First you should login as another user, pine sets itself up to send mail as user@domain so for instant if my ISP email address is then I create a user account adrian on my psion, login and then run pine in this account. Setting the domain as This will have the correct replyto setup in pine. Remember to run ppp as root then su to the user account to run pine.

The gcc compiler suite is included so programs obtained as source code can be compiled for the ARM based system, however be warned that the built in 16M of RAM may be insufficient, so to successfully compile an application it may be necessary to set up some sort of swap partition. (Section 3)

For applications help, use the help in the matchbox  menu, or use the console man command, there are also some links at

4.3. Mounting System Partitions

System mounts are specified in /etc/fstab and are mounted during system startup:
Default System Mounts
Mount Point             Mounted Filesystem Description
/                               /dev/hda2 Second (Linux) partition on CF card
/msdos                     /dev/hda1 First (EPOC) partition on CF card
/proc                        proc Kernel data filesystem
The EPOC partition uses the same format as DOS/Windows hard disk - the FAT filesystem. Mounting it as /msdos means that you can access any files you put on it from Linux as well as EPOC. This proves a useful way to transfer files.

4.4. The Keyboard and Setting Keys

The Psion 5mx keyboard is very different from the standard PC keyboard. We use the following special key assignments (UK keyboard):



Alt Gr




| (pipe)


‘ (backtick)

Menu-1, Menu-2 etc

Alt-F1 (VT1) Alt-F2 (VT2) etc




Ctrl-Alt-Backspace (Halt Xserver)


Backlight on/off


Sleep on/off


Reduce Contrast


Increase contrast

Esc-1, Esc-2 etc 

F1, F2 etc

Linux provides several virtual terminals that can be selected using Menu-1, Menu-2, etc. You can go back and forth between the various screens at will, and so multi-process. VT7 contains the X graphics display. Kludged Linux has 3 virtual terminals (this saves memory over the usual 6). /etc/inittab controls how many VTs are started.
Advanced Info: The command dumpkeys > filename will dump out a set of key mappings that you can take a look at. loadkeys filename will then load in that keymap (with whatever modifications you have made to it). If you have trouble saving your special keys functionality, you can comment out or delete the lines for the special keys (e.g., the space key) to preserve their special functions (e.g., the backlight).

4.5. Frame Buffer Depth

The Psion 5mx screen can run in either 4-grey (2bpp - bits per pixel) or 16-grey (4bpp) modes.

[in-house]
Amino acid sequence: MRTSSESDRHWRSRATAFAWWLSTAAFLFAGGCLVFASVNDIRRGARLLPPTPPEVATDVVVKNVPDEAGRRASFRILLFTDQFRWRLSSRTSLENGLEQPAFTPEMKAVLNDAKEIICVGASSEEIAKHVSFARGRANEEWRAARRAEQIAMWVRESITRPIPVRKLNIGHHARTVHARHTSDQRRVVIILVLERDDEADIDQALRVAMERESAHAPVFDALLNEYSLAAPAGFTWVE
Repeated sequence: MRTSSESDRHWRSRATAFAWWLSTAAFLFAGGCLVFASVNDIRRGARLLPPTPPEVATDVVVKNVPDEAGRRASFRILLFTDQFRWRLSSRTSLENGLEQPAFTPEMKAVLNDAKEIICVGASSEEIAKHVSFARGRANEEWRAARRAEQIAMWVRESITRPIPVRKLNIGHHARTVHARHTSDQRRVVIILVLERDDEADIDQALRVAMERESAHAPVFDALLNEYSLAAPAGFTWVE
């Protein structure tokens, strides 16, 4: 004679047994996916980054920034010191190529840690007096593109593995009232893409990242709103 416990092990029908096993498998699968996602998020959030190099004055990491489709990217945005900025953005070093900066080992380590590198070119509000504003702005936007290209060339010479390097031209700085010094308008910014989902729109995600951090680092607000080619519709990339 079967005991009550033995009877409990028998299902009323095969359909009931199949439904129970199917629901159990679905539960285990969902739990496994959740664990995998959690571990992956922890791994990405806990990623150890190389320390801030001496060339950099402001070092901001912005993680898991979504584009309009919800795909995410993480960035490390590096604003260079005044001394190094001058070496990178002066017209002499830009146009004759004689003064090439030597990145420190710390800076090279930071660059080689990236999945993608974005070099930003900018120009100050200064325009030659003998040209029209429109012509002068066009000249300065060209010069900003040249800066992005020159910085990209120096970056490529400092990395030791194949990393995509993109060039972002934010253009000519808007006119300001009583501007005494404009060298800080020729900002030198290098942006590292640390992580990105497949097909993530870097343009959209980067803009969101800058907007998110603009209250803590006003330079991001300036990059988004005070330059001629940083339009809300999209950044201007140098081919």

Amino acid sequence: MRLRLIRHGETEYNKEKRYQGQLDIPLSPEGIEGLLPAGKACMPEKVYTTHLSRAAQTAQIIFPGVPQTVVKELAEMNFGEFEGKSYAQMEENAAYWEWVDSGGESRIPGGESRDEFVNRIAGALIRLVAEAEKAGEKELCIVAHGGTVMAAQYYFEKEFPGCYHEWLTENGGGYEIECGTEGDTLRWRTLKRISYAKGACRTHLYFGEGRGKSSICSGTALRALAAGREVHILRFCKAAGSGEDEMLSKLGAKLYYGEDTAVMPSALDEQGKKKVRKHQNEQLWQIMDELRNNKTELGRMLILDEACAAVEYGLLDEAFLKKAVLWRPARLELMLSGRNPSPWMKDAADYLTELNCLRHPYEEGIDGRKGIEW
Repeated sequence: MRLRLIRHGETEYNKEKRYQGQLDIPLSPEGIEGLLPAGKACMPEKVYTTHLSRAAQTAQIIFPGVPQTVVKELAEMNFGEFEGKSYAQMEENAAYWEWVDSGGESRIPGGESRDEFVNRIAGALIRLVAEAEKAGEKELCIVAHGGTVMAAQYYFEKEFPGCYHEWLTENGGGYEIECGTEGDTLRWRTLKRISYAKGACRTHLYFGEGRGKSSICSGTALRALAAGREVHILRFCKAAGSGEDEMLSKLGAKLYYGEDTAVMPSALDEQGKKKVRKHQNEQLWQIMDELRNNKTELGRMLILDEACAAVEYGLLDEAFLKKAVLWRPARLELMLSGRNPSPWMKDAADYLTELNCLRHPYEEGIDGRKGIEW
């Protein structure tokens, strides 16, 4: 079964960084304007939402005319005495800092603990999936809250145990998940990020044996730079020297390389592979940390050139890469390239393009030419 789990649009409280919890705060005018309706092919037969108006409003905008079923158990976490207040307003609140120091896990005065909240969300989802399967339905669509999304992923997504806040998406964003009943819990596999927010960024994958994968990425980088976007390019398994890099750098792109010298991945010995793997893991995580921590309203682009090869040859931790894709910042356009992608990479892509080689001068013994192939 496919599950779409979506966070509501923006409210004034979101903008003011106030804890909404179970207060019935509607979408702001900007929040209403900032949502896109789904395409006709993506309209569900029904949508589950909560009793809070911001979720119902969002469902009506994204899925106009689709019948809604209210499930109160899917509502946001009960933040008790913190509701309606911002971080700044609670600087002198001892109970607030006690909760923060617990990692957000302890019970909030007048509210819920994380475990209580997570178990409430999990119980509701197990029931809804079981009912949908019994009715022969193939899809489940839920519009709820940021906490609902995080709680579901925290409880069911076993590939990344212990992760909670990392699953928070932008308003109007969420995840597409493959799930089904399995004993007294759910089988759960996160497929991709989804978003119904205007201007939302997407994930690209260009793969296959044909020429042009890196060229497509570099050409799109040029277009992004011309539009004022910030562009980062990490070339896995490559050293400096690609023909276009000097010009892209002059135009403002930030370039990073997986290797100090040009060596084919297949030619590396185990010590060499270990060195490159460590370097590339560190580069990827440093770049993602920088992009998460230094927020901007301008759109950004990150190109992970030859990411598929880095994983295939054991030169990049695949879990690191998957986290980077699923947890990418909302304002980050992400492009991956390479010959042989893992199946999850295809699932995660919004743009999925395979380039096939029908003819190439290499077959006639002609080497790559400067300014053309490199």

Note that some graphical applications will not work at all on a screen of less than 256 colours/greys, so these will need modification to run on the Psion.
This distribution starts up in 4bpp, and the Xserver needs this mode to run.
Use fbset -a 2bpp (or fbset -a mono), fbset -a 4bpp, to set the framebuffer depth if needed.

4.6. Sleeping when not in use

The Esc/On key will take your Psion in and out of sleep mode just as it does for EPOC. If this doesn’t work then by far the most likely reason is the irattach daemon (which deals with infrared connections). If this is running it wakes the machine up again immediately so you can’t sleep. Until this is fixed you need to kill it in order to sleep the machine. Do this with iroff.

4.7. How do I get back to EPOC?

The Linux system can be halted or rebooted by the command reboot which shuts linux down and returns the machine to EPOC and on doing this the Psion automatically runs the arlo.exe program (giving the boot menu) by a file /system/data/wsini.ini. Remove power / batteries from the machine during this menu display. The shutdown command appears to ungracefully halt the OS and does not unmount the partitions before system halt.
After each reboot the time and date lag by the duration that the system was down as to keep the time approximately correct on reboot time is written to a file which is read again on startup. Hence occasionally after several reboots or a lengthy shutdown, the time with need to be adjusted using the script 'setdate'.
If the Compact flash is to be removed or the batteries changed, then power off the machine during the 5 seconds  it displays this menu using (Fn – off) and then do it. If you replace the CF card and power on, the menu may continue as normal, or you may need to select the exit option from the menu and try again.
If your machine is hung for some reason and you need to reset it manually, then: